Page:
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Can Cirque du Soleil's 'Zumanity' get sexier? A revamped production tries just that

About 30 percent of the show is new

“Zumanity, the Sensual Side of Cirque du Soleil” is ready to unveil its latest incarnation, an update after 12 years at New York-New York Hotel & Casino. The sexy version of the show continues to be part burlesque, part cabaret zaniness, with feats of acrobatics thrown in, but about 30 percent of the production changed.

“Zumanity” certainly is not for the faint of heart. The show explores sexuality in all its forms and audience members must be 18 and older.

Yanis Marshall was brought on board to choreograph new pieces for the show, debuting on Thursday night. Marshall, finalist on last season’s “Britain’s Got Talent”, said he'll dance in heels during the show.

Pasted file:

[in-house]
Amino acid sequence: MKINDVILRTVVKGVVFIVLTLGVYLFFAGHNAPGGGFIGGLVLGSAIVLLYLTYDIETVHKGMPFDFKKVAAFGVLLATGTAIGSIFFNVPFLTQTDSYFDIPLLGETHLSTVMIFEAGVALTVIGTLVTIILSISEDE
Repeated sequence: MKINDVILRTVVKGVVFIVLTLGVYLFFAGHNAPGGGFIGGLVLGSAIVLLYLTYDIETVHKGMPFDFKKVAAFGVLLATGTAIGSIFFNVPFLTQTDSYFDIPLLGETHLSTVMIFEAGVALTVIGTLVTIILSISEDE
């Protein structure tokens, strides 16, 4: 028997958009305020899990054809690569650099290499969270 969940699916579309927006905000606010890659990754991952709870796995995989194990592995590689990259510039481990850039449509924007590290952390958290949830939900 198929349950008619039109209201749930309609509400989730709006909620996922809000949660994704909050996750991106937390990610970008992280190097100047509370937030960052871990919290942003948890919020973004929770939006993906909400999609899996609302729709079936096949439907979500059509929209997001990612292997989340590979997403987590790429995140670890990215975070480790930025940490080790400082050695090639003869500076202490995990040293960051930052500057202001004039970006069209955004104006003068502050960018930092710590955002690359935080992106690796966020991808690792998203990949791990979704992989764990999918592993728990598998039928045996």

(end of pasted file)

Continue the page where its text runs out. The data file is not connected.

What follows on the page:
“We changed those little things that didn’t work after 11 years,” Marshall said.

So a scene with two men fighting in cages becomes two men dancing in bird cages wearing red stilettos. “Girls are drawn to it and the boys ask ‘How?’ It was a challenge to put into the show.”

Emcee “Mistress of Sensuality” Edie, played by famed drag diva Christopher Kenney, remains, although her dialog changes to accommodate new performers. Some of the costumes from French designer Thierry Mugler were refreshed, and old pieces from the early days of the show were revived, Marshall said.  “The spirit of it is the same.”

So now the dance troupe includes a “very tiny little girl, a huge drag girl and a woman with tattoos from head to heel.” Traditional circus arts such as contortion, acrobatics, aerial stunts and hand-balancing are choreographed with dance genres such as African dance, tango, contemporary dance and striptease.

“All of the performers have this confidence, this big confidence. Obviously the big difference is the new energy. They are younger than the previous dancers and have a little more personality.”

Another new act involves artist Brandon Pereyda, who sports a red Mohawk. A favorite of women in the audience, Pereyda shows off his athleticism while strapped in chains above the stage.

Tickets start at $69.

Tickets: “Zumanity,” (866) 815-4365

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